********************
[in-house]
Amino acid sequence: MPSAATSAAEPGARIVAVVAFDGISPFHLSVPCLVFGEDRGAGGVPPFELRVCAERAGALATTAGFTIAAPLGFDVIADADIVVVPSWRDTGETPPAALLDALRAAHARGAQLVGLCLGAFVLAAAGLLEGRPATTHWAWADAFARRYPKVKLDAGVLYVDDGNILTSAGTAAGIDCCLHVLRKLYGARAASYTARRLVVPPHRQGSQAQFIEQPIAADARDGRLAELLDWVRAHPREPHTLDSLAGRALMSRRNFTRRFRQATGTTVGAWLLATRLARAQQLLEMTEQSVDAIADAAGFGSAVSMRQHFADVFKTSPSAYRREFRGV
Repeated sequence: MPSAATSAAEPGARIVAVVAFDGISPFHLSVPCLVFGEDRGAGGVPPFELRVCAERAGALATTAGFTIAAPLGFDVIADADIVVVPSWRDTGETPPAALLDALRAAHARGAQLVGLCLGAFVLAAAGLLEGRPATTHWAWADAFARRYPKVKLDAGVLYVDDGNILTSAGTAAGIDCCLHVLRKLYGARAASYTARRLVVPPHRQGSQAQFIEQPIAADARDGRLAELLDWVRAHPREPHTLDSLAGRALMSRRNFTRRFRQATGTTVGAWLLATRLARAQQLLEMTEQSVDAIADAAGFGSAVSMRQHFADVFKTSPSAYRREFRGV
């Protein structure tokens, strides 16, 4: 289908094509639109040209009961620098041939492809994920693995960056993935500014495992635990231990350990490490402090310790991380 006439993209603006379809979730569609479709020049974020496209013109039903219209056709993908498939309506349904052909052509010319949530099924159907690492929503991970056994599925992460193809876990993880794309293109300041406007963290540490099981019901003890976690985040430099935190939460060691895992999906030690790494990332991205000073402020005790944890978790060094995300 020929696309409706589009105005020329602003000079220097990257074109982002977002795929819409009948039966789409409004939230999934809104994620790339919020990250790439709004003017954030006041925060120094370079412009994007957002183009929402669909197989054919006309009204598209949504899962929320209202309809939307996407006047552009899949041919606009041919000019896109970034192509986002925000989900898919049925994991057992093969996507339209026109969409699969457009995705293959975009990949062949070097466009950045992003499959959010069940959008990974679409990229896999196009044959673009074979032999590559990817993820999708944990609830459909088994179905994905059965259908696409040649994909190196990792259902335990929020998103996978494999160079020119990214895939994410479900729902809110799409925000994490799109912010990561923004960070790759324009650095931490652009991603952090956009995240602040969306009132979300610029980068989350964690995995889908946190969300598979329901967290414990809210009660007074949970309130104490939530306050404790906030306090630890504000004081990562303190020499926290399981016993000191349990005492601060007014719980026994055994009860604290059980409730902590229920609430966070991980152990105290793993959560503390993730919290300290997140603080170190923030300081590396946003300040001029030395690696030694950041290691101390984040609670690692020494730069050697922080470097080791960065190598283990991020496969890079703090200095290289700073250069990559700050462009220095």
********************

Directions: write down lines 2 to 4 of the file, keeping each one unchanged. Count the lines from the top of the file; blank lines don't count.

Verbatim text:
Amino acid sequence: MPSAATSAAEPGARIVAVVAFDGISPFHLSVPCLVFGEDRGAGGVPPFELRVCAERAGALATTAGFTIAAPLGFDVIADADIVVVPSWRDTGETPPAALLDALRAAHARGAQLVGLCLGAFVLAAAGLLEGRPATTHWAWADAFARRYPKVKLDAGVLYVDDGNILTSAGTAAGIDCCLHVLRKLYGARAASYTARRLVVPPHRQGSQAQFIEQPIAADARDGRLAELLDWVRAHPREPHTLDSLAGRALMSRRNFTRRFRQATGTTVGAWLLATRLARAQQLLEMTEQSVDAIADAAGFGSAVSMRQHFADVFKTSPSAYRREFRGV
Repeated sequence: MPSAATSAAEPGARIVAVVAFDGISPFHLSVPCLVFGEDRGAGGVPPFELRVCAERAGALATTAGFTIAAPLGFDVIADADIVVVPSWRDTGETPPAALLDALRAAHARGAQLVGLCLGAFVLAAAGLLEGRPATTHWAWADAFARRYPKVKLDAGVLYVDDGNILTSAGTAAGIDCCLHVLRKLYGARAASYTARRLVVPPHRQGSQAQFIEQPIAADARDGRLAELLDWVRAHPREPHTLDSLAGRALMSRRNFTRRFRQATGTTVGAWLLATRLARAQQLLEMTEQSVDAIADAAGFGSAVSMRQHFADVFKTSPSAYRREFRGV
């Protein structure tokens, strides 16, 4: 289908094509639109040209009961620098041939492809994920693995960056993935500014495992635990231990350990490490402090310790991380 006439993209603006379809979730569609479709020049974020496209013109039903219209056709993908498939309506349904052909052509010319949530099924159907690492929503991970056994599925992460193809876990993880794309293109300041406007963290540490099981019901003890976690985040430099935190939460060691895992999906030690790494990332991205000073402020005790944890978790060094995300 020929696309409706589009105005020329602003000079220097990257074109982002977002795929819409009948039966789409409004939230999934809104994620790339919020990250790439709004003017954030006041925060120094370079412009994007957002183009929402669909197989054919006309009204598209949504899962929320209202309809939307996407006047552009899949041919606009041919000019896109970034192509986002925000989900898919049925994991057992093969996507339209026109969409699969457009995705293959975009990949062949070097466009950045992003499959959010069940959008990974679409990229896999196009044959673009074979032999590559990817993820999708944990609830459909088994179905994905059965259908696409040649994909190196990792259902335990929020998103996978494999160079020119990214895939994410479900729902809110799409925000994490799109912010990561923004960070790759324009650095931490652009991603952090956009995240602040969306009132979300610029980068989350964690995995889908946190969300598979329901967290414990809210009660007074949970309130104490939530306050404790906030306090630890504000004081990562303190020499926290399981016993000191349990005492601060007014719980026994055994009860604290059980409730902590229920609430966070991980152990105290793993959560503390993730919290300290997140603080170190923030300081590396946003300040001029030395690696030694950041290691101390984040609670690692020494730069050697922080470097080791960065190598283990991020496969890079703090200095290289700073250069990559700050462009220095």